Cognitive Behavioural Therapy

Cognitive Behavioural Therapy (CBT) is an evidence-based therapy which aims to help reduce distress and improve day-to-day functioning.
CBT models can be used to treat children as young as 4 onwards.  The  CBT model aims to teach the child to be aware of, and to then change the way
they:

  • think (cognitive) 
  • feel (emotionally and physically)
  • act/respond  (behaviour) 

The rationale behind CBT is that our thoughts about a situation, how we feel, and how we behave are all inter-connected. CBT assists children and adolescents
become more aware of their own thoughts, feelings and actions so that they can view difficult situations more clearly and rationally and respond more effectively.

CBT also encourages a child or adolescent to practice more helpful behaviours in their daily lives. They learn how to gradually face situations they fear rather
than avoid them (in the case of anxiety) or to be more active (in the case of depression).

CBT is an effective treatment model for a range of diffiuclties, including:

  • mild to moderate depression
  • mild to moderate anxiety
  • chronic pain
  • low self-esteem
  • behaviour dysregulation / anger problems
  • obsessive-compulsive disorder
  • Post traumatic stress

The child or teenager and therapist work closely together to understand and change patterns of thinking and behaving. The goal is to learn tools for managing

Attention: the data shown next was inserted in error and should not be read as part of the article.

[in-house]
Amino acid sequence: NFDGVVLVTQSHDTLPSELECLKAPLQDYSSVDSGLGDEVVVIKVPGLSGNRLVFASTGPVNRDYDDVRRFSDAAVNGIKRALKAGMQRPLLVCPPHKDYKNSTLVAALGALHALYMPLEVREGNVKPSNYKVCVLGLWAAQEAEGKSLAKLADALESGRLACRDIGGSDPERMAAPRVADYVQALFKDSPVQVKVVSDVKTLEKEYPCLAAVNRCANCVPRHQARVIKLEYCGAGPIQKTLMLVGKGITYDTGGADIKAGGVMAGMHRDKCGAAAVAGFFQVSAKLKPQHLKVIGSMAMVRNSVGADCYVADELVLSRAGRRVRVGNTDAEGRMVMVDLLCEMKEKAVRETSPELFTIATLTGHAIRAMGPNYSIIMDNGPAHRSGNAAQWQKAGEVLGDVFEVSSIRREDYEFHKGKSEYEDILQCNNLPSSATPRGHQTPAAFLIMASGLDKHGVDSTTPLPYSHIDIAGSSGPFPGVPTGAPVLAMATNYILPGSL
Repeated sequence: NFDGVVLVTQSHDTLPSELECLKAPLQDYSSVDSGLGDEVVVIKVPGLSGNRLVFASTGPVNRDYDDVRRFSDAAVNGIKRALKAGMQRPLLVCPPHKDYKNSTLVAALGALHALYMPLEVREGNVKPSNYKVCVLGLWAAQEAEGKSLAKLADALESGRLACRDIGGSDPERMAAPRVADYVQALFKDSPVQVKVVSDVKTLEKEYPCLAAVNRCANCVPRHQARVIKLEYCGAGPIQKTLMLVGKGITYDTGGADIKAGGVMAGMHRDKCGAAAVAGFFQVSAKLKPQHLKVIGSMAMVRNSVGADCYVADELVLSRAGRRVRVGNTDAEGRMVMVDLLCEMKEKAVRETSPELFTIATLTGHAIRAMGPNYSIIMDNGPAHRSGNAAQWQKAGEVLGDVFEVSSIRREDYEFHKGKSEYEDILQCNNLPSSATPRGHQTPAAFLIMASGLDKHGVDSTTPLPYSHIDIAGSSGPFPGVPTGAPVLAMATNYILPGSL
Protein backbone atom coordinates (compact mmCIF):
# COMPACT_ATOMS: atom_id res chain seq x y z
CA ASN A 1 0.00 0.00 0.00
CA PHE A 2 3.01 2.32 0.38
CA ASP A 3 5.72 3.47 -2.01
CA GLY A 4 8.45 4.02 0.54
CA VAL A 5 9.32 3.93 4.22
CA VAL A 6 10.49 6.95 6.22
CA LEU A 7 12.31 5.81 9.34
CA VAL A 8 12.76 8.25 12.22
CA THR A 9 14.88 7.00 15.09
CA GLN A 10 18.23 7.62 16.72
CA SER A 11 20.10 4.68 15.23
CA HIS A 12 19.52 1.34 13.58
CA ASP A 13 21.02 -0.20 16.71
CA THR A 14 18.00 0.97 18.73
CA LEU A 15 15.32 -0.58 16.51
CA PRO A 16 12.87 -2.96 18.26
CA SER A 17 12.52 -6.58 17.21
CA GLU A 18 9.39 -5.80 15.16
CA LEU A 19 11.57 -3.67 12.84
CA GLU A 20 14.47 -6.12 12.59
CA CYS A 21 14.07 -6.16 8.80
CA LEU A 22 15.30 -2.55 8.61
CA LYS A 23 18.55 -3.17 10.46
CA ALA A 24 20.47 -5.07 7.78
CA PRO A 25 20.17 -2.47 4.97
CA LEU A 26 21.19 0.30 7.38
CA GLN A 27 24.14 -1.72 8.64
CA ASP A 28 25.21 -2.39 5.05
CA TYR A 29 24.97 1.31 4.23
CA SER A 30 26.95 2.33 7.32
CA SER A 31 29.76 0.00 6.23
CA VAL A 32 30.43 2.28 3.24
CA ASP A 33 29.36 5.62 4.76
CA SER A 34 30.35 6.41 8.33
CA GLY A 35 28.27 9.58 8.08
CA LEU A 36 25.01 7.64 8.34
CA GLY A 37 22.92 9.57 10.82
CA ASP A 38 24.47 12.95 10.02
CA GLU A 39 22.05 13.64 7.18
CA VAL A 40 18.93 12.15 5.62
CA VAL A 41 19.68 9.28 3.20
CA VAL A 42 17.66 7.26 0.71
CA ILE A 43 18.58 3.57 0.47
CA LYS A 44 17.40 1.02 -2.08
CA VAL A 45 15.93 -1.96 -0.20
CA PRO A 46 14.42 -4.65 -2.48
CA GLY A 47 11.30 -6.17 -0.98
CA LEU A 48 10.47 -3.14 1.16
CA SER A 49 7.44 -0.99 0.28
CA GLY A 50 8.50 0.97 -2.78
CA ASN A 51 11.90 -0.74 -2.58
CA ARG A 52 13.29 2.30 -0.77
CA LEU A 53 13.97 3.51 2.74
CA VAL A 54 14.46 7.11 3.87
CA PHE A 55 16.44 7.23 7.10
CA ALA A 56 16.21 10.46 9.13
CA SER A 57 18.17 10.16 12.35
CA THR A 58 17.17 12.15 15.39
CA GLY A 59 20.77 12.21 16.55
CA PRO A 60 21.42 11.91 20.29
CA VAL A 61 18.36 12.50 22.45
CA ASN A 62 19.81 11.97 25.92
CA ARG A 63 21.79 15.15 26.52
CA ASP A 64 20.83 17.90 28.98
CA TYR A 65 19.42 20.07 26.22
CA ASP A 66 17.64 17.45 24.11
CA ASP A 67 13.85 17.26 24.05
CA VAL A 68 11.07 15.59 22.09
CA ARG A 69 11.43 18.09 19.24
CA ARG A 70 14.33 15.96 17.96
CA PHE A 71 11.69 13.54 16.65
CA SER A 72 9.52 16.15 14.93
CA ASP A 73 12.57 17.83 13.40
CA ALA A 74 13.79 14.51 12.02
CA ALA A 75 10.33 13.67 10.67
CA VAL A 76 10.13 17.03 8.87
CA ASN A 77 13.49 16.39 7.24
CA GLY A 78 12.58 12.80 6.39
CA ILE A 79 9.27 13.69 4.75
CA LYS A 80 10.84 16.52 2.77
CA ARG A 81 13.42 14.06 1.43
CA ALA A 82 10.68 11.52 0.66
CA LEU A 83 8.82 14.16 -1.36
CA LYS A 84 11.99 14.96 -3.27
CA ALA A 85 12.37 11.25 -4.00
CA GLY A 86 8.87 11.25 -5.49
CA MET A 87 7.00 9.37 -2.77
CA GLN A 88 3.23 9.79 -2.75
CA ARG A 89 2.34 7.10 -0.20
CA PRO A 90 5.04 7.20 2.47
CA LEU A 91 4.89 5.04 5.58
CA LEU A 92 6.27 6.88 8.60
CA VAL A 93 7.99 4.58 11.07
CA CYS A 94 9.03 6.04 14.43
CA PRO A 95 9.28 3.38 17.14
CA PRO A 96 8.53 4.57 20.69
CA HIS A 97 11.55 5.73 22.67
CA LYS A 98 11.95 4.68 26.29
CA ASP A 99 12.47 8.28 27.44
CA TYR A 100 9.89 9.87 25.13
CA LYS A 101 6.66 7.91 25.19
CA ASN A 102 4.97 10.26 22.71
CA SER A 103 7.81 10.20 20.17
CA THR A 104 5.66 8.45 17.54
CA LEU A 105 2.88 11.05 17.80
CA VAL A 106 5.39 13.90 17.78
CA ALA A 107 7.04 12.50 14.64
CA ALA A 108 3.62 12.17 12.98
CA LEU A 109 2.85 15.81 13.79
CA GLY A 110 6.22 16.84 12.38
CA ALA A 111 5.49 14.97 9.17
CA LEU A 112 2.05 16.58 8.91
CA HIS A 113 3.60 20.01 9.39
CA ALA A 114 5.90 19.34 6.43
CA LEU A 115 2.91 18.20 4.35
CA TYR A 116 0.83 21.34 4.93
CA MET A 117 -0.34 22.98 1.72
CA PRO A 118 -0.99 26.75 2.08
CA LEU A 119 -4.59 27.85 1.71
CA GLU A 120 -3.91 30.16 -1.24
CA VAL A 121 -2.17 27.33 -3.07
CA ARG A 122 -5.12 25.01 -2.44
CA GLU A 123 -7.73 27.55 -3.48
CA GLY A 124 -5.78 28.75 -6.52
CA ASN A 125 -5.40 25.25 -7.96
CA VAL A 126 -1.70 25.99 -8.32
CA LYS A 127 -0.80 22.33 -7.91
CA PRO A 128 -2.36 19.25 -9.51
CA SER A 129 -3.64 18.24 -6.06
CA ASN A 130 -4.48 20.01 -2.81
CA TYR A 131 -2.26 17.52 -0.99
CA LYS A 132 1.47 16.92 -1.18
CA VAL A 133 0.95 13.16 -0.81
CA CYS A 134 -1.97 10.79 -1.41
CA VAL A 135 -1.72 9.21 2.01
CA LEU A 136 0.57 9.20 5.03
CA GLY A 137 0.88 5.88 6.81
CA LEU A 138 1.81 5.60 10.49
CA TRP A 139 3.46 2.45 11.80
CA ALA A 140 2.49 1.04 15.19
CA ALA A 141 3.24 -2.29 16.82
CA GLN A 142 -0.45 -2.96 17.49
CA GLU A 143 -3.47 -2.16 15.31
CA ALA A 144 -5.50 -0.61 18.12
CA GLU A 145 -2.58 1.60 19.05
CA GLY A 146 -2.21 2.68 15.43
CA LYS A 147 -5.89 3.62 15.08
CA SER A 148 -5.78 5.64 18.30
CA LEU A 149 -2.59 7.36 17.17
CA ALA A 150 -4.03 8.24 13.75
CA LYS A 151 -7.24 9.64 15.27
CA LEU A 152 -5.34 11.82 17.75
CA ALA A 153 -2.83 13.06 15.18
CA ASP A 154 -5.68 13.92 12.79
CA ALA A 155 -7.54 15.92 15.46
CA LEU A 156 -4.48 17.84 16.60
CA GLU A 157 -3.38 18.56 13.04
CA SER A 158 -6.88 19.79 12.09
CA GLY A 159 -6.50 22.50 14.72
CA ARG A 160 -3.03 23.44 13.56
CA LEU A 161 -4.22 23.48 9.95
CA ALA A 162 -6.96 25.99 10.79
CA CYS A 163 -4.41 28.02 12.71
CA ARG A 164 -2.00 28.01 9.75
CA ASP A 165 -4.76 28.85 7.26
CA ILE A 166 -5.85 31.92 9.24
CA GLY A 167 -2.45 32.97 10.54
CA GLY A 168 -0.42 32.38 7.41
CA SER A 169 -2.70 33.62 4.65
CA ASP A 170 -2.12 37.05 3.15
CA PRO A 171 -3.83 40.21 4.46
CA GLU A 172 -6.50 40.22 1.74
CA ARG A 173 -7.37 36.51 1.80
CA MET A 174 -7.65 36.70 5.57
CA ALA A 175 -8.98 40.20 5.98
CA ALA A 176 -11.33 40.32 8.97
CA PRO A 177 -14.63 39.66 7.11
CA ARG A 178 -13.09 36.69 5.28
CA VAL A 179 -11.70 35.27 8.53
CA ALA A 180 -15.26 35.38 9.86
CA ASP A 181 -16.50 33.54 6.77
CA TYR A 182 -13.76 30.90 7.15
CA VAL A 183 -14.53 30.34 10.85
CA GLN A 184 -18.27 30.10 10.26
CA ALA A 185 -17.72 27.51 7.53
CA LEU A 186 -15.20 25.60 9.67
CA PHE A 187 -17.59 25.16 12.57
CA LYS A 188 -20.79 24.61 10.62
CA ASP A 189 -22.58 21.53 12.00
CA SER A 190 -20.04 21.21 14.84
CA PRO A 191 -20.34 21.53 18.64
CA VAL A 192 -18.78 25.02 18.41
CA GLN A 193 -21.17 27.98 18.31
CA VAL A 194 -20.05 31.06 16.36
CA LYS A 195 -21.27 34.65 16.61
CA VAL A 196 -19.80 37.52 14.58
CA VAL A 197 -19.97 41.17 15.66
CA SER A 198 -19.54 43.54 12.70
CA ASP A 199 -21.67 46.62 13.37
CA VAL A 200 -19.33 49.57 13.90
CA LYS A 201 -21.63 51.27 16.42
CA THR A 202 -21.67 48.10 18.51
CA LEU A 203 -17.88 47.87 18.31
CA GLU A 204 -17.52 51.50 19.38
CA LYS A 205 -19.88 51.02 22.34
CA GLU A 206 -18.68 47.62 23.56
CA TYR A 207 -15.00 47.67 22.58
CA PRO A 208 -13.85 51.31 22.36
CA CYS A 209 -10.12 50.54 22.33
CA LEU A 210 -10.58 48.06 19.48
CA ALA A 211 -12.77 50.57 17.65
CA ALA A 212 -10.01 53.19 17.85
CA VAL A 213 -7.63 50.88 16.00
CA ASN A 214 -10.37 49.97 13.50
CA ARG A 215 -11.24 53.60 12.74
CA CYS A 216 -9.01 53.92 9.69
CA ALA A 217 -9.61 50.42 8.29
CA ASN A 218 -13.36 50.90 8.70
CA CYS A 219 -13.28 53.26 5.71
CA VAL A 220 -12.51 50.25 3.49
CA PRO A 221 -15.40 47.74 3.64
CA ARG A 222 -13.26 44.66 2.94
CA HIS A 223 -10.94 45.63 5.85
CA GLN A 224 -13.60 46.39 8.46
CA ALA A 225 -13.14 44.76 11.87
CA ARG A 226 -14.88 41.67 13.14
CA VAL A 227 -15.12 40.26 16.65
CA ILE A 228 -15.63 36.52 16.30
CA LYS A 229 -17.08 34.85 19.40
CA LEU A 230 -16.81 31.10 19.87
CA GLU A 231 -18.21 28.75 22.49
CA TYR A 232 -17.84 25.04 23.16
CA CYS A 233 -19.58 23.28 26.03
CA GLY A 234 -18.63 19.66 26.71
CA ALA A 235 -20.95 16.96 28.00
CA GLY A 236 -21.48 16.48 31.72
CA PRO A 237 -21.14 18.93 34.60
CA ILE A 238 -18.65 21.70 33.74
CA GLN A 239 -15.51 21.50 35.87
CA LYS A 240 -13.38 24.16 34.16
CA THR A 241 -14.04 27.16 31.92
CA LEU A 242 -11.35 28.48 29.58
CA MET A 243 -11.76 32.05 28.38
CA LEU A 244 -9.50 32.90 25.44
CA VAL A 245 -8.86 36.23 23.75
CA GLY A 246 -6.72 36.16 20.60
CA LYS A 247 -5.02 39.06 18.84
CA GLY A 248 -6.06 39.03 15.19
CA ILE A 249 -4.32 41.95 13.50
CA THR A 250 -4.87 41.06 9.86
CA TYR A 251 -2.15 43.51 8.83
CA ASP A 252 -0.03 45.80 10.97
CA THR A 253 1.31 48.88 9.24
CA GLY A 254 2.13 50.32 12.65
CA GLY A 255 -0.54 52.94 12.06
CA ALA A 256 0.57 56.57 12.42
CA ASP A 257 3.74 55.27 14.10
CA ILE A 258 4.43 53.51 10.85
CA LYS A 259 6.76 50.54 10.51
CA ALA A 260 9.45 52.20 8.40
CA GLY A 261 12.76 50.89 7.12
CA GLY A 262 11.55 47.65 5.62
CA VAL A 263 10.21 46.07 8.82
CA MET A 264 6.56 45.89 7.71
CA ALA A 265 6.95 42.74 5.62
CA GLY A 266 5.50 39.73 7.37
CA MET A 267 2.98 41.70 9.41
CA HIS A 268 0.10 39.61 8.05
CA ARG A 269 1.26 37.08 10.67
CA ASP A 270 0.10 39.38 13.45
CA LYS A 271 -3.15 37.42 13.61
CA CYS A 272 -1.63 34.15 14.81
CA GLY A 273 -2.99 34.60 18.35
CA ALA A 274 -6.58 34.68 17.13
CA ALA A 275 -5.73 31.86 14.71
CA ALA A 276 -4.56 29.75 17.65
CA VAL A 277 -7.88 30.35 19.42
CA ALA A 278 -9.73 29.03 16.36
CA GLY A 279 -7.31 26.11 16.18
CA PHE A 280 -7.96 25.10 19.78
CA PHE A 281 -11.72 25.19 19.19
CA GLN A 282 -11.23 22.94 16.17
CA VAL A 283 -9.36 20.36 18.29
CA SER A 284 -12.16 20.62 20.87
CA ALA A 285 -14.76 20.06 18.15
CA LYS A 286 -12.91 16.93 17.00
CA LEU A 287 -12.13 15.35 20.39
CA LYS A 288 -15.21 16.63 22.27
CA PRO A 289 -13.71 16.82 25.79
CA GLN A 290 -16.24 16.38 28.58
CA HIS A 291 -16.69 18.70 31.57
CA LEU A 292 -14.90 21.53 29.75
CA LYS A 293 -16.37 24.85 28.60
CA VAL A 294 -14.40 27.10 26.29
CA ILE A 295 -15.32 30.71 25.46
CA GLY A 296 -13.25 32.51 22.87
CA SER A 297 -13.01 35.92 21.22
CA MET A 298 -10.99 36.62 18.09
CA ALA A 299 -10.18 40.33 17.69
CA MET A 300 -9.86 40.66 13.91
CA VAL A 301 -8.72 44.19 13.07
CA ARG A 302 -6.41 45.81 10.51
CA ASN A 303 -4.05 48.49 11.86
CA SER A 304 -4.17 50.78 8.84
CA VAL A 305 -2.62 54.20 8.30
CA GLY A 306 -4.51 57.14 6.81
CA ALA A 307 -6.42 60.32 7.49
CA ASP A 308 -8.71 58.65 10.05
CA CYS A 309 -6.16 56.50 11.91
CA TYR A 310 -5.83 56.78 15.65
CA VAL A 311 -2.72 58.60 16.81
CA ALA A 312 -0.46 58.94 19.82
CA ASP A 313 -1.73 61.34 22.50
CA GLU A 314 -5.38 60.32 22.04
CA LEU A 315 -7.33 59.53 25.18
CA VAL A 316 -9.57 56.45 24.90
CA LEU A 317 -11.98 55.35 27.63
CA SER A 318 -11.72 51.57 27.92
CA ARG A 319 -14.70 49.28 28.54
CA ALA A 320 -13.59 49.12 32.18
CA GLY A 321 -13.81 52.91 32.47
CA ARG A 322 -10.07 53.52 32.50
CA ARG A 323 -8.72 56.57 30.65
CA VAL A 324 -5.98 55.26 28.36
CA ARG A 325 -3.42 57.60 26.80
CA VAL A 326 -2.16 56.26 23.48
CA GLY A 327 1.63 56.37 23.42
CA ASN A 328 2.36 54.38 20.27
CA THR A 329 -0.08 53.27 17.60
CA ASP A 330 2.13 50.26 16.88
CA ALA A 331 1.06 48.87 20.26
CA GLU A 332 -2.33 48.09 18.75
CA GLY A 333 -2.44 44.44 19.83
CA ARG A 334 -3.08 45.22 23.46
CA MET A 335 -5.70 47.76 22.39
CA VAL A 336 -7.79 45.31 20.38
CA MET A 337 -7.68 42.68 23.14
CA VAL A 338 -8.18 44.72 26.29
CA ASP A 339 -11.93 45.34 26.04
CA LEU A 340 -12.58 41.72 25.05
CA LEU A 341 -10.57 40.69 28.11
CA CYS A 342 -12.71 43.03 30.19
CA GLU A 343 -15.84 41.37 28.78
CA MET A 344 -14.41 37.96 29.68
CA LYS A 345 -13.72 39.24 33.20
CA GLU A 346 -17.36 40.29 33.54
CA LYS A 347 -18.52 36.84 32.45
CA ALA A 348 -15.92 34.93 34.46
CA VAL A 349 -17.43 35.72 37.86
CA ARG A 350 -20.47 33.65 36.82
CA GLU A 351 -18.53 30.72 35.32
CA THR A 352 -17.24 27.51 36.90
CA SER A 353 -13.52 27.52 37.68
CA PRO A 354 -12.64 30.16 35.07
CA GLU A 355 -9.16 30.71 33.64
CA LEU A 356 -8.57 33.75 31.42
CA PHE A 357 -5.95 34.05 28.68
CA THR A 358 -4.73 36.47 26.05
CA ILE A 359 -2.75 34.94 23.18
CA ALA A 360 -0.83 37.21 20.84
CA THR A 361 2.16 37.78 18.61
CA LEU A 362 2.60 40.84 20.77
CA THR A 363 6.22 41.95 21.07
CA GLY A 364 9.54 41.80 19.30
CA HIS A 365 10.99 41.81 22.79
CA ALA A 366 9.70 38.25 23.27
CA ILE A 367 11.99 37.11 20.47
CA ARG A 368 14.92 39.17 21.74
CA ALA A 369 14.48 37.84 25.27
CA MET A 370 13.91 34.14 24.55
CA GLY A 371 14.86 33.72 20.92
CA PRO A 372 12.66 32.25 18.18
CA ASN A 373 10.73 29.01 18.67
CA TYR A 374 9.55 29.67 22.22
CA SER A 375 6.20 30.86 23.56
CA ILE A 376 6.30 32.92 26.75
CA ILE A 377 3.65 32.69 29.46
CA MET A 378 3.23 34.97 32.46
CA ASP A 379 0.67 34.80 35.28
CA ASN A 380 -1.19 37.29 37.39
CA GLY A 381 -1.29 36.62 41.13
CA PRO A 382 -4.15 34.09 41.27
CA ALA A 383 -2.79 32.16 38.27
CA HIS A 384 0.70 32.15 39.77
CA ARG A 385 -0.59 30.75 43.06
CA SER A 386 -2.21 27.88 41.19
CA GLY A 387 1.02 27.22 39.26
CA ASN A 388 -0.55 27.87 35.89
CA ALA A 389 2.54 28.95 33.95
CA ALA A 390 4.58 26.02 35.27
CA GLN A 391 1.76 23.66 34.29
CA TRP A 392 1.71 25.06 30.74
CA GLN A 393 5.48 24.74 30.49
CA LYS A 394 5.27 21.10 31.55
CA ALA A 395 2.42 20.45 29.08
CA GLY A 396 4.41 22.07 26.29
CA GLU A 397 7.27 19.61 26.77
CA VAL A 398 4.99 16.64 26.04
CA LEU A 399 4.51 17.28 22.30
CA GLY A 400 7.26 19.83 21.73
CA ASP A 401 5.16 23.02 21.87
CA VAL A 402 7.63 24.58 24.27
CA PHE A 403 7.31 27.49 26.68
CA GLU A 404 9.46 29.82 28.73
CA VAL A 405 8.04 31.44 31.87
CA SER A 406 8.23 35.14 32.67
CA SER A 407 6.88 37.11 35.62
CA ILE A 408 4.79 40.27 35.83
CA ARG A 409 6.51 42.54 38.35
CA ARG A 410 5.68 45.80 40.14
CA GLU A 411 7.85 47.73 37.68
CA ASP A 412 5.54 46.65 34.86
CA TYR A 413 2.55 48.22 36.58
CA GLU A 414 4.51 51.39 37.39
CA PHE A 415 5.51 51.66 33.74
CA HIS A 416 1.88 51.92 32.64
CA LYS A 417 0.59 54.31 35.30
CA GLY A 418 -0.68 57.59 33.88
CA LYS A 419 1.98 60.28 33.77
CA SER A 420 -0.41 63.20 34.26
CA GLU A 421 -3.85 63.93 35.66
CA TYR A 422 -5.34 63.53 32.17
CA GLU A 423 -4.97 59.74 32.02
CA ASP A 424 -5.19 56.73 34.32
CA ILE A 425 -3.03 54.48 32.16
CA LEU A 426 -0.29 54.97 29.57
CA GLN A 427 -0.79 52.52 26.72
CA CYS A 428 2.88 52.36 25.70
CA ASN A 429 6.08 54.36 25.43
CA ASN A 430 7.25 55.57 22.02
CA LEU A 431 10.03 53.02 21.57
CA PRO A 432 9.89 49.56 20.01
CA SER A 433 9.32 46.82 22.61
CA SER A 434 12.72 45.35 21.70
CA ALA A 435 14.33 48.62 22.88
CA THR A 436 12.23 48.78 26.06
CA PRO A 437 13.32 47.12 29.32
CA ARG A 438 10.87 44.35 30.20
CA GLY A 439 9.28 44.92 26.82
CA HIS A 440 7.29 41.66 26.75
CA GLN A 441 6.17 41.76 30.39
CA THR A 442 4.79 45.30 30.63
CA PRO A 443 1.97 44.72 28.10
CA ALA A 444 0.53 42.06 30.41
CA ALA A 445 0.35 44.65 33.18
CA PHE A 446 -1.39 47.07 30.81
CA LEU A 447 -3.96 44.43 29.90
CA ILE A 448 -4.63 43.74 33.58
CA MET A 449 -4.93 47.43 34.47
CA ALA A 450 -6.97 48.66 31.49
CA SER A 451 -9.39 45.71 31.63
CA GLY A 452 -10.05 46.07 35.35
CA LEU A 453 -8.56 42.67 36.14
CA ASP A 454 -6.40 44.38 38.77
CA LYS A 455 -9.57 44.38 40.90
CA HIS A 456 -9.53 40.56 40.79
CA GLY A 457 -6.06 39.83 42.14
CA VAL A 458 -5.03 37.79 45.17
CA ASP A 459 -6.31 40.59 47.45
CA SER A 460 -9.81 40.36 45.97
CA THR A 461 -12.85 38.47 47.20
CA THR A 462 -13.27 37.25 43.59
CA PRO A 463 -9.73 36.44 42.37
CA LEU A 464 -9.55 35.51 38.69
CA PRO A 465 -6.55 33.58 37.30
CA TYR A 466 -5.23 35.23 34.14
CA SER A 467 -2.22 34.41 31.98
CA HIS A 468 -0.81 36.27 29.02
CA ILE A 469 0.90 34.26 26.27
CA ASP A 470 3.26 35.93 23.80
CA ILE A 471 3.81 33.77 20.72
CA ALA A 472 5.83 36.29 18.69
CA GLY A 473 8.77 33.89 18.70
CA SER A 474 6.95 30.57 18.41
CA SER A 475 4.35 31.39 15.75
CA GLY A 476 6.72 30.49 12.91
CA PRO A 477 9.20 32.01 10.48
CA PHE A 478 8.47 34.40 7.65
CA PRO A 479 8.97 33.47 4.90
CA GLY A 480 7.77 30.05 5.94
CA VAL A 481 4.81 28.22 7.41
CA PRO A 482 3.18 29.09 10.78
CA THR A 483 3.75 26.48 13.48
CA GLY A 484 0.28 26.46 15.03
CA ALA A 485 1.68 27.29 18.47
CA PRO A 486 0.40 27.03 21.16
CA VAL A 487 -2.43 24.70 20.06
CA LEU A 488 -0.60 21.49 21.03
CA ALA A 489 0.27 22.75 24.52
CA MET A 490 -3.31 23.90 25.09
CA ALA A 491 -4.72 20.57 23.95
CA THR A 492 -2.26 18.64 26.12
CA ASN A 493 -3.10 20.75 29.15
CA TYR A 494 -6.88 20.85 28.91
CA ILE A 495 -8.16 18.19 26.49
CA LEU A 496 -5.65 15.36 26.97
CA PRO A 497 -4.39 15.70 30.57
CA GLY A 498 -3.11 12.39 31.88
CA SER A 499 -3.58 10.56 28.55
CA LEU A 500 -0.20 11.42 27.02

situations and feelings that are challenging. Practice beyond the therapy sessions is a key part of CBT. Once children learn new skills, have a chance to
master them, and start to see some positive changes, they often stop therapy. It is not uncommon that children return when challenging situations arise as
they may require only a few “booster sessions” to revisit previously learned skills.

Parents are involved in their child’s therapy either directly in the sessions or in learning about the child’s progress and therapy.  They are often required to coach their child at home to put new skills into practice and to encourage children to step outside their comfort zones and face fears. With teenagers, the amount of
direct parental involvement depends on a number of factors.

  

Don’t let yourself become so concerned with raising a good kid that you forget you already have one.

Glennon Melton